Consider where the Bruins’ 2008-15 recruiting classes were ranked within the conference: 2, 2, 2, 7, 3, 1, 1, 2.

    Yep, over eight years, UCLA was either first or second six times and outside the top three once.

    In that span the Bruins have zero conference titles, one division title and no season in which they were better than 6-3 in league play.

    You could make the case that USC has underachieved relative to recruiting rankings, and it’s a strong case.

    But the NCAA sanctions undermined the depth to such an extent that I tend to cut the Trojans a bit of slack.

    *** The all-conference compilation.

    The Hotline annually publishes the number of recruiting stars assigned to players who became first-team all-conference performers, and I’ve added the ’15 team below. Draw you own conclusions. In my view, the information helps inform the public discussion:

    2013 ALL-PAC-12 TEAM

    QB: Oregon’s Marcus Mariota: 3 stars
    TB: Arizona’s Ka’Deem Carey: 3.5 stars
    TB: Washington’s Bishop Sankey: 4 stars
    TE: ASU’s Chris Coyle: 3 stars
    WR: Oregon State’s Brandon Cooks: 3.5 stars
    WR: Colorado’s Paul Richardson: 4 stars
    OL: ASU’s Evan Finkenberg: 2.5 stars
    OL: USC’s Marcus martin: 3 stars
    OL: Oregon’s Hroniss Grasu: 3 stars
    OL: UCLA’s Xavier Su’a-Filo: 4 stars
    OL: Stanford’s David Yankey: 3 stars

    DL: USC’s Leonard Williams: 4 stars
    DL: ASU’s Will Sutton: 3 stars
    DL: Stanford’s Ben Gardner: 2 stars
    DL: Utah’s Trevor Reilly: 2.5 stars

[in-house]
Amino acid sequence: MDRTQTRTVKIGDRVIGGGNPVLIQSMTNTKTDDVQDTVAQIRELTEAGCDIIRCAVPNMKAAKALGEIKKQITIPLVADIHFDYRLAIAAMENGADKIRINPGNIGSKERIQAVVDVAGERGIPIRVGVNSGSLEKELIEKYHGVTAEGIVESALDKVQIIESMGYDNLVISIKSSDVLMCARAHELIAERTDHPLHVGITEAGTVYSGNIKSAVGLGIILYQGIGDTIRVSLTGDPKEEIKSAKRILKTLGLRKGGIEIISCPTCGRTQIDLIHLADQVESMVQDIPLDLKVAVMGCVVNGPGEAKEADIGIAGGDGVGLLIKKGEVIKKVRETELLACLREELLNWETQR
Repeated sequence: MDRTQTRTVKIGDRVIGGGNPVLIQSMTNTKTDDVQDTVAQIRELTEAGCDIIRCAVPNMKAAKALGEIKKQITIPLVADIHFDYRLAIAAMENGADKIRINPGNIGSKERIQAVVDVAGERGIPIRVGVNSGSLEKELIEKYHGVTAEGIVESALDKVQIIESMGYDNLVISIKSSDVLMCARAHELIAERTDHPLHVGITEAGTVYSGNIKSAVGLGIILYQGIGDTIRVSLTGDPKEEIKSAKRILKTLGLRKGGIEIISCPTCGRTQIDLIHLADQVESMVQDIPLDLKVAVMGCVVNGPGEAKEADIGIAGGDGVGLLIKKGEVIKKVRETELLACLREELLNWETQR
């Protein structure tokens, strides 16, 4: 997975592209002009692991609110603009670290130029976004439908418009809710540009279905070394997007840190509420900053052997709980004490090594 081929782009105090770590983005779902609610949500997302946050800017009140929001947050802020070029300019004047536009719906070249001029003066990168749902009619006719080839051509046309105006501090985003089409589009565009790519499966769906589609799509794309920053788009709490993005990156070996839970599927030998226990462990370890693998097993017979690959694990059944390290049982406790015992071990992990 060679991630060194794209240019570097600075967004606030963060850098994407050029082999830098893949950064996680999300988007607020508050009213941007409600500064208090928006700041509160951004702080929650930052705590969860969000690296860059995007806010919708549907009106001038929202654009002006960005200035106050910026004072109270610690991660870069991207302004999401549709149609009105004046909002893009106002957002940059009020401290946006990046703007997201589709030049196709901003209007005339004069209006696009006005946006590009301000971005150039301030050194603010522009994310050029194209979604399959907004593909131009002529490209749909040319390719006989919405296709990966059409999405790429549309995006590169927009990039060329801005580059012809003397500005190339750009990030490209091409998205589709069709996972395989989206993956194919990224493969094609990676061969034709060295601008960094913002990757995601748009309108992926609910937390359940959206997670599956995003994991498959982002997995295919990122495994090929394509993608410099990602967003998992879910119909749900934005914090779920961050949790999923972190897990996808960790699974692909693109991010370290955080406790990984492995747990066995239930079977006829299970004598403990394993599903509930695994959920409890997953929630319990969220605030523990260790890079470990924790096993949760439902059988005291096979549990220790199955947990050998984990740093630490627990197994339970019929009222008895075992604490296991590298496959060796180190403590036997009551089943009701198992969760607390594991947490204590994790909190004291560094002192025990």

LB: Stanford’s Shayne Skov: 4.5 stars
    LB: UCLA’s Anthony Barr: 4 stars
    LB: Stanford’s Trent Murphy: 3 stars
    DB: ASU’s Alden Darby: 2 stars
    DB: Stanford’s Ed Reynolds: 2.5 stars
    DB: Oregon’s Ifo Ekpre-Olomu: 4 stars
    DB: ASU’s Robert Nelson: 2 stars
    DB: WSU’s Deone Bucannon: 3 stars

    *** 2014 ALL-PAC-12 TEAM:

    QB: Oregon’s Marcus Mariota: 3 stars
    RB: USC’s Buck Allen: 3
    RB: Utah’s Devontae Booker: 3
    WR: USC’s Nelson Agholor: 5
    WR: ASU’s Jaelen Strong 3
    TE: Oregon’s Pharaoh Brown 4
    OL: ASU’s Jamil Douglas 3
    OL: Oregon’s Jake Fisher 3
    OL: Oregon’s Hroniss Grasu 3
    OL: Stanford’s Andrus Peat 5
    OL: USC’s Max Tuerk 4

    DL: Stanford’s Henry Anderson: 3 stars
    DL: Utah’s Nate Orchard 3
    DL: Washington’s Danny Shelton 4
    DL: USC’s Leonard Williams 4
    LB: Washington’s Hau’oli Kikaha: 3
    LB: Washington’s Shaq Thompson: 5
    LB: Arizona’s Scooby Wright: 2
    DB: UCLA’s Ishmael Adams: 4
    DB: USC’s Su’a Cravens: 5
    DB: Oregon’s Ifo Ekpre-Olomu: 4
    DB: ASU’s Damarious Randall: 3
    DB: Stanford’s Jordan Richards: 3

    2015 ALL-PAC-12 TEAM

    QB: Jared Goff 4
    QB: Luke Falk 2
    RB: Christian McCaffrey 4
    RB: Royce Freeman 4
    WR: JuJu Smith-Schuster 5
    WR: Gabe Marks 4
    WR: Kenny Lawler 4
    TE: Austin Hooper 3 (as a DE)
    OL: Zach Banner 5
    OL: Joe Dahl 2 (Scout)
    OL: Joshua Garnett 4
    OL: Tyler Johnstone 4
    OL: Kyle Murphy 5

    DL: DeForest Buckner 4
    DL: Lowell Lotulelei 3
    DL: Kenny Clark 4
    DL: Aziz ****tu 5
    LB: Su’a Cravens 5
    LB: Blake Martinez 3
    LB: Gionni Paul 3
    DB: Budda Baker 4
    DB: Adoree Jackson 5
    DB: Marcus Williams 3
    DB: Sidney Jones 3


    * Follow me on Twitter: @WilnerHotline

    * My e-book, “Andrew Luck: Inside the Making of a No. 1 Pick,” is available for $2.99 on Amazon for Kindles and for other devices (PCs, iPads and iPhones) with the free Kindle app.

    * Download the Bay Area News Group’s new iPad app for more college sports and other news, or check out college sports coverage on MercuryNews.com.

    The post Pac-12 football: The Hotline’s annual National Signing Day anti-anxiety, back-away-from-the-ledge report appeared first on College Hotline.

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    by Jon Wilner